Virunga Park Again Threatened by Oil
Conservationists had hoped that Virunga National Park has been granted a reprieve after the 2015 withdrawal of the oil company SOCO who had wanted to drill in the park. However, the relief was short-lived: Kinshasa just re-assigned the controversial permit to another offshore oil company.
Back in June 2014, the British firm SOCO International - bowing to intense pressure from environmentalists - announced the end of its activities in the UNESCO World Heritage site of Virunga National Park. In March 2015, on its website, the British firm announced that it no longer holds the licence of block V, an area of 7,529 km² of which 52 % is inside the park. The Worldwide Fund for Nature (WWF) proclaimed victory.
The park's chief conservation officer, Belgian Emmanuel de Merode, and other conservationists fear that seismic exploration and possible oil exploitation could damage the rich but fragile biodiversity of the park. It is not only a refuge of the mountain gorillas - a population shared with the Rwandan Volcanoes Park, the Ugandan Mgahinga Gorilla National Park and the Impenetrable Forest - but also includes part of Lake Edward whose ecosystem provides livelihoods for more than 50,000 fishing families. All this would be threatened in the event of an oil spill.
Many Coincidences ...
Two years after the departure of SOCO, the nightmare has resurfaced. The Parisian organization Africa Energy Intelligence (AEI) just revealed that the Congolese government has not ruled out oil exploitation in the park. The Congolese National Oil Company (Sonahydro) signed an "agreement in principle" to reassign SOCO's license to an unknown company named Oil Quest International, a subsidiary of Oil Quest Holdings, which is an offshore company registered in the Isle of Man and owned by Palestinian businessman Amjad Bseisu, Briton Tom MacKay, adviser of the London-based Gemini Oil & Gas, and Jon Ford, a former BP geologist.
The Director of this mysterious entity, Oil Quest International, is listed as Rui Miguel Léon-Suberbielle, a French national. AEI notes that Léon-Suberbielle is none other than the son of the current president of SOCO, Rui de Sousa - which is unlikely to be a coincidence. He himself is well known in the energy sector, being a former director of Gazprom Invest and president of Quantic Mining, a company trading mining and oil products, all of which have their headquarters in Beirut. A second coincidence, noted by AEI, is that Oil Quest's man in the Congo is the former SOCO country representative, José Sangwa Kanyunzi. Put together, this is enough to raise suspicions that SOCO is aiming to recover block V through a new identity. Strangely, Rui de Sousa denies having any interests in the company run by his son.
What is certain is that an important resource is at stake. The geologists of SOCO and Oil Quest are well aware that over on the Ugandan side of the border the Irish firm Tullow Oil has discovered reserves of 1.7 billion barrels. There is a good chance that the five blocks of the Congolese Albertine Rift will also contain valuable resources: the geology suggests that the oil fields will extend on both sides of the border.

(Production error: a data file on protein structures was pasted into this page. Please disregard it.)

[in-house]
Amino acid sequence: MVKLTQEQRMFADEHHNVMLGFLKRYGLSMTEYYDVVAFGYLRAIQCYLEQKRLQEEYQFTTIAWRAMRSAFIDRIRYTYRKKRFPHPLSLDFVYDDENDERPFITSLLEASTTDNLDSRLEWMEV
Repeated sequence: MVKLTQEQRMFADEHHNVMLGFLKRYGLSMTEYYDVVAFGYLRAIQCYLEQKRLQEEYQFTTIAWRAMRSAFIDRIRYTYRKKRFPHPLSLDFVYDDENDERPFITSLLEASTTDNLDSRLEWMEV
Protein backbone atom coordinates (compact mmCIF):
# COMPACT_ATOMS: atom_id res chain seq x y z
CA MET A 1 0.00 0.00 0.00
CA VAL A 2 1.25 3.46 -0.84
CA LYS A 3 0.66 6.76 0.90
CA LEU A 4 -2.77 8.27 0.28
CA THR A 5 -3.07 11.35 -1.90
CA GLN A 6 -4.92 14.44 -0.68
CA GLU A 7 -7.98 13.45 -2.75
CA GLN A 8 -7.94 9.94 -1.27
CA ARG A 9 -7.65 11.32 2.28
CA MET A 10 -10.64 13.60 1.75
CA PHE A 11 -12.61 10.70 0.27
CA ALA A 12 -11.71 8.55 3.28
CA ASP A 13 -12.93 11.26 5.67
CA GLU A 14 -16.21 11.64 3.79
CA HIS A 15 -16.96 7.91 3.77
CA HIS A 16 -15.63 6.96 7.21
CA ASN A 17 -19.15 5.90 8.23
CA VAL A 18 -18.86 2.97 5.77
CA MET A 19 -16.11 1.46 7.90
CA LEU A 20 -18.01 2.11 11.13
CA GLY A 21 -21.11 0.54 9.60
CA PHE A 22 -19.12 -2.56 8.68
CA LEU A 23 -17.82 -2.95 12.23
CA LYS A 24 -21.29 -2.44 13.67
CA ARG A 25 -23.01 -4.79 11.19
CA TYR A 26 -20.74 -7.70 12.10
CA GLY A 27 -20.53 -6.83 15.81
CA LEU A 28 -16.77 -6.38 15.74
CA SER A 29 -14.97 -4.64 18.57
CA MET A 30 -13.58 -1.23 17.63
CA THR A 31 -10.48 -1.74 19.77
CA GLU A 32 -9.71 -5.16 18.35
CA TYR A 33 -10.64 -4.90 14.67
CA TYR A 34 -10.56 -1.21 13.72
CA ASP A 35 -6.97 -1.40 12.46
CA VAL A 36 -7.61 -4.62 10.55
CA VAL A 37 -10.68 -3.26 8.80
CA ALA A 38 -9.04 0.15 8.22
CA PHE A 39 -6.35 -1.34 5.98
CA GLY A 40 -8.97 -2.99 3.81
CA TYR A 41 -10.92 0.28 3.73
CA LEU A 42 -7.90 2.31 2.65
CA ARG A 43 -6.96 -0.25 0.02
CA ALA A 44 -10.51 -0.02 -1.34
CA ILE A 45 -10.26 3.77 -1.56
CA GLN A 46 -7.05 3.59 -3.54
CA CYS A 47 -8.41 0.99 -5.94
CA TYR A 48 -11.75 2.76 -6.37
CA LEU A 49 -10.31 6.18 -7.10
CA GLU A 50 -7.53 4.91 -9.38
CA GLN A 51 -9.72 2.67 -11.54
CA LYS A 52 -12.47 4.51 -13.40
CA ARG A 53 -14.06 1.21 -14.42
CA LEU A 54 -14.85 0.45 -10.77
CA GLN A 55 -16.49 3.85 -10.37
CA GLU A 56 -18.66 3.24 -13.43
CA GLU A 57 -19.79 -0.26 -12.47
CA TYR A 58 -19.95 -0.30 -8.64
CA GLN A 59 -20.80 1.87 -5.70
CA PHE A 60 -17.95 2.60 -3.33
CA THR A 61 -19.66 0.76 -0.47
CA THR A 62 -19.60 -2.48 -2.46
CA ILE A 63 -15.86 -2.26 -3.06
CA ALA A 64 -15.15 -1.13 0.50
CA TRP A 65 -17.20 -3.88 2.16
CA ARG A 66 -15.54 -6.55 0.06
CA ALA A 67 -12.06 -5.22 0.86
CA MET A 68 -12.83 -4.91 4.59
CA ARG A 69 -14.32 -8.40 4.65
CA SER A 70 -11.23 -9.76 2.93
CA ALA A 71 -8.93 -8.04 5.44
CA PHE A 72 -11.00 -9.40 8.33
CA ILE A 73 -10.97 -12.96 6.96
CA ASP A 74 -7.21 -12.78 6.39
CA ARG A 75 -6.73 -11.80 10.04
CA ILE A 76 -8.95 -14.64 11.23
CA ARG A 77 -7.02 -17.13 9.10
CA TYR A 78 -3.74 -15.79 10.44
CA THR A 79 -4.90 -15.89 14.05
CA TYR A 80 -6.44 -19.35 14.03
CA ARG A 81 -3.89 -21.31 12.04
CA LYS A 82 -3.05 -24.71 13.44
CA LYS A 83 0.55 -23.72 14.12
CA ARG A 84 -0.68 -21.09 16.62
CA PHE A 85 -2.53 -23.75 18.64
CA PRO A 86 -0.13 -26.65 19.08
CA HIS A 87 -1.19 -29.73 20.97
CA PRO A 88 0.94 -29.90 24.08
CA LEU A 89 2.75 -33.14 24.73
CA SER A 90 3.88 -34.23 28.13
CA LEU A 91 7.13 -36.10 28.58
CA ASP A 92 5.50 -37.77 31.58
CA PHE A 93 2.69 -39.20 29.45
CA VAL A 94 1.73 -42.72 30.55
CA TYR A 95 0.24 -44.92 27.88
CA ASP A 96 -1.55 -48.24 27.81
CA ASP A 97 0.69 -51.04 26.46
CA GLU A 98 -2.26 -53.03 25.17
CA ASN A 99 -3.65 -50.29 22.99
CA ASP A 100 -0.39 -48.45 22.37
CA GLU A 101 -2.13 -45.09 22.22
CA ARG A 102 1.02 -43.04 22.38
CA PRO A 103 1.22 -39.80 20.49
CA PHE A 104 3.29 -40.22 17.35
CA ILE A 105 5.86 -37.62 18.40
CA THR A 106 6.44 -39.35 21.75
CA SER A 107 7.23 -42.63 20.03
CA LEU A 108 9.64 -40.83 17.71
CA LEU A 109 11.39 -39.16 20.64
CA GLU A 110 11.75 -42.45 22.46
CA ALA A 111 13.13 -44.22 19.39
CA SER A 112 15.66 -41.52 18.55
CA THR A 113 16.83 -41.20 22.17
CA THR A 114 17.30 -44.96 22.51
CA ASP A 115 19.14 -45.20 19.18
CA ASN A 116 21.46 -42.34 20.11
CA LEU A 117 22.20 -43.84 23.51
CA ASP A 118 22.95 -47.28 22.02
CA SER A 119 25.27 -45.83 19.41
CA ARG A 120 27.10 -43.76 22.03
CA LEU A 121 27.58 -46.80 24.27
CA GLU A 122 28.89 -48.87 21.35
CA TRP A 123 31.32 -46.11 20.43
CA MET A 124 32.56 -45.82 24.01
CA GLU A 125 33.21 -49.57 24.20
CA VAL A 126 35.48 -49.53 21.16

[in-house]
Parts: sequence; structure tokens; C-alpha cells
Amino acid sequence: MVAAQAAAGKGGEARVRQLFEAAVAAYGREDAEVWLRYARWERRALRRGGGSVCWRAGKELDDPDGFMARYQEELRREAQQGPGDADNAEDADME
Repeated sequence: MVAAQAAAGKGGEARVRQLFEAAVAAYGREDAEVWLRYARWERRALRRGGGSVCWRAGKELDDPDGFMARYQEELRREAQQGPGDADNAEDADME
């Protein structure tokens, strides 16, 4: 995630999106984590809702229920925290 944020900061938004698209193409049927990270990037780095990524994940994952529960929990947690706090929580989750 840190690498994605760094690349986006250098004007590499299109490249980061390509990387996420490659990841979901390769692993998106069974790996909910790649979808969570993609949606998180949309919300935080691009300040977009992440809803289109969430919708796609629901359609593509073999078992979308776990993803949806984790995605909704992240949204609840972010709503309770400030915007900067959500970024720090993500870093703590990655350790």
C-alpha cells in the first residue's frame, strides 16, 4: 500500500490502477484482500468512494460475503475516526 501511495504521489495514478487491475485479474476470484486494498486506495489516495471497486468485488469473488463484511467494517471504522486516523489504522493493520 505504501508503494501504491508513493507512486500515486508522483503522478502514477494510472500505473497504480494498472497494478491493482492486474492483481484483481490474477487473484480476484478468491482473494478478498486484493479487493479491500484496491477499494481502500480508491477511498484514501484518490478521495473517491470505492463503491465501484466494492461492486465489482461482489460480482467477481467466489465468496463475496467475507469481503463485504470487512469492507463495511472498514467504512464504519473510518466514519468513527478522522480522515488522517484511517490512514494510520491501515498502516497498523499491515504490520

An exploitation project with this dubious background risks being invalidated sooner or later for legal reasons - quite apart from the risk to the operator of being vilified internationally as an enemy of endangered fauna and flora. It is precisely for this reason that in May 2013, the French giant Total, the holder of block III of the Congolese Albertine Rift, committed not to carry out exploration within the current limits of the park. Total was anxious to avoid a stigma such as that suffered by Shell due to the pollution of the Niger Delta.
During a meeting held at the European Parliament in October 2014, the Director of the park, Emmanuel de Merode, said: "The laws in the Congo are extremely clear. Oil exploitation is not permitted in a World Heritage Site". He added: "Article 215 of the Constitution provides that any international agreement ratified by the (National) Assembly shall take precedence over national laws; and thus, it is unequivocally illegal to explore oil within the park under the current legislation". Along the same lines, UNESCO's former Director-General Irina Bokova has warned the Congolese authorities several times that the Virunga National Park would be withdrawn from the list of World Heritage Sites if they authorized drilling within the park.
Why then are Sonahydro and the oil minister Aimé Ngoy Mukena trying to revive the project? The film Virunga, shot with a hidden camera by director Orlando von Einsiedel, reveals corrupt practices on the part of SOCO. Are they trying to profit from dirty money? If so, at what level?
Summary of an article by François Misser in La Libre Afrique